Phillies playoff games and Eagles wins boost Philly sports bar, store business

When the Phillies won the National League Division Series and the Eagles beat the Cowboys over the weekend, the teams weren’t the only ones celebrating — and seeing dollar signs.

On 13th Street, Shibe Vintage Sports did a month’s worth of business in one weekend. Across Broad Street, cheering fans celebrated the Eagles’ win at the Good Dog Bar until 1:45 am Monday.

From Philadelphia to Norristown to Bucks County, restaurants, bars and sporting goods stores are reporting business up 20% or more in the past few weeks. Owners say that’s thanks to the Phillies’ playoff run, which coincides with the Eagles’ undefeated start to the season.

“To have two teams do phenomenally is a dream come true,” said Christopher Mullins Jr., co-owner of McGillin’s Olde Ale House in Center City. “It’s refreshingly exhausting. … There’s just a whole new life on the streets,’ life spilling over into barrooms and storefronts far from the stadium lights in South Philly.

The fall is always lucrative for the area’s sports businesses, several owners said, with the Eagles typically drawing by far the largest crowds of any Philly team.

But autumn is usually not This lucrative.

With the Birds starting the season 6-0 for the first time since 2004 and the Phillies playing postseason baseball for the first time in more than a decade, fans are excited. At the same time, there’s excitement – albeit to a lesser extent – about the playoff-tied Union and The beginning of the seasons of the Sixers and the Flyers.

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In recent weeks, revived fans have shown a greater willingness to spend — not just on game tickets, but on hefty bar tabs and new jerseys, hats and other swag.

» READ MORE: Why the Phillies and Eagles’ successes might make you happier even if you’re not a fan

Business at Shibe has been growing steadily since the start of the Eagles season, co-owner Brian Michael said, with October sales up 50% compared to this time last month.

Eagles gear remains the best seller at Shibe. But Michael said Phillies long-sleeve shirts, knit hats and hoodies are also flying off the shelves. The same goes for children’s clothing, he said, as schools have Phillies and Eagles-themed days.

It was extremely busy last weekend, he said.

“With the Phillies home games and the night [Eagles] game that gives people more time to shop, all of that contributed to the perfect storm,” said Michael.

Good Dog, near 15th, and Locust got their best deals in months on Saturday as the Phillies won the division, owner Dave Garry said. Sunday was also busy, with fans drinking at the bar into the early hours, something Garry said they don’t do when the Eagles are losing.

“When they win, everyone is happier. They’re always looking for a last one on the way home,” Garry said, noting that Good Dog’s business was up 30% last week from the previous week.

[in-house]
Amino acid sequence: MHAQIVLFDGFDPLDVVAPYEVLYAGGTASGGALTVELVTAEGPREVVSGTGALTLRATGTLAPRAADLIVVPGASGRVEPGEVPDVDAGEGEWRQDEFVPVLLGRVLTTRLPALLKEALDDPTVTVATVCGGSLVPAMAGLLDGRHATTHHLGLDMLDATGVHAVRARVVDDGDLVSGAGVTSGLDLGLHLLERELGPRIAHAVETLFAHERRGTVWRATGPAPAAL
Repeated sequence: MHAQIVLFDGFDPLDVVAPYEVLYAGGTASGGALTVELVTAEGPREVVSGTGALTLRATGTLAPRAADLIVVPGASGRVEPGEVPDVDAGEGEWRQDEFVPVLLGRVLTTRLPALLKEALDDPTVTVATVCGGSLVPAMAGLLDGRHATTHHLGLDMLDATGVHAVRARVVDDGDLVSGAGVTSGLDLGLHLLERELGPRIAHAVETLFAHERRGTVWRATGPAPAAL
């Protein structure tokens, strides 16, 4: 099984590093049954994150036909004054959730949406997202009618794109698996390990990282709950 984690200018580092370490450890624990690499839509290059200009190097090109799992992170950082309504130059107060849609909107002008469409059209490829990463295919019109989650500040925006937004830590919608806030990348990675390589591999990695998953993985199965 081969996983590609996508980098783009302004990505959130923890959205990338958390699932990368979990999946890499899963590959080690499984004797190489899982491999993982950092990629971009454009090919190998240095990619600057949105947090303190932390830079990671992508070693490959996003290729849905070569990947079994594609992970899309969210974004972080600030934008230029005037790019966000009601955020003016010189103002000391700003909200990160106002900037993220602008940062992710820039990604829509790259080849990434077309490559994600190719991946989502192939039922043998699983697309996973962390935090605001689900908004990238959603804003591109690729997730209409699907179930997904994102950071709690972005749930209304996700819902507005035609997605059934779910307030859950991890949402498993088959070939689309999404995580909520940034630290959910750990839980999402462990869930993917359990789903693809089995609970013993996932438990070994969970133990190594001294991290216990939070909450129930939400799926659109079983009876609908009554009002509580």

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At McGillins, where Eagles games often draw crowds, the Phillies’ playoff run has been the biggest boon, Mullins said.

The historic waterhole is almost always full on weekends from 9 p.m. until closing, he said. But if the Phillies play during the day, it will fill up by midday, he said.

During the week, a few remote workers turned up with their laptops for midday playoff baseball. Others who are back in the office took extended lunch breaks, Mullins said, or finished earlier to watch with colleagues. The scene is busier than usual as weekday lunch crowds have dwindled since the pandemic.

“That’s why it’s even more valuable to have those day games,” Mullins said.

Overall, he added, business is up about 25%.

The effects are also being felt in the suburbs.

At Steppy’s 2912 Eatery and Bar in Norristown, manager Anthony Taormina said every team in the playoffs boosts business. On days when Phillies playoff games are played, he can expect revenue growth of 25%, he said.

In Bristol, more people are coming to the Bucks County Baseball Co. sports memorabilia store and online sales are up at least 20% in the last two weeks, said JP Lutz, who co-owns the store with his father Jim.

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“I think what made this year unique in terms of championship runs was that nobody really expected the Phillies to make the playoffs. And for the most part, the Eagles’ run was a surprise,” he said.

Some people buy vintage gear from past championships for good luck, he said, while a new generation embraces the Phillies.

» READ MORE: Philadelphia police prepare for potential fan celebrations as Phillies win NLCS and head to World Series

Michael von Lutz and Shibe said they’re trying to stock up around the holiday season and ordering more Phillies stuff than usual.

“If there’s a parade, we’ll be in the thick of it,” Michael said. “We’re placing orders with our suppliers next week if they have a chance of making it to the next round and even winning it.”

Restaurant owners are also forward-thinking, experimenting with augmenting staff on Phillies game days and making early preparations for championship celebrations—all without jinxing their beloved teams.

The exhaustion of such celebrations, they said, would be worth it — both for the increase in sales and the excitement it would bring to the city.

“These are some of the best days,” said Garry of Good Dog, who recalled helping out as a bartender after winning the 2008 Phillies World Series. Normally, “New Year’s Day would be the busiest. The World Series and the Super Bowl blow that out of the water.”


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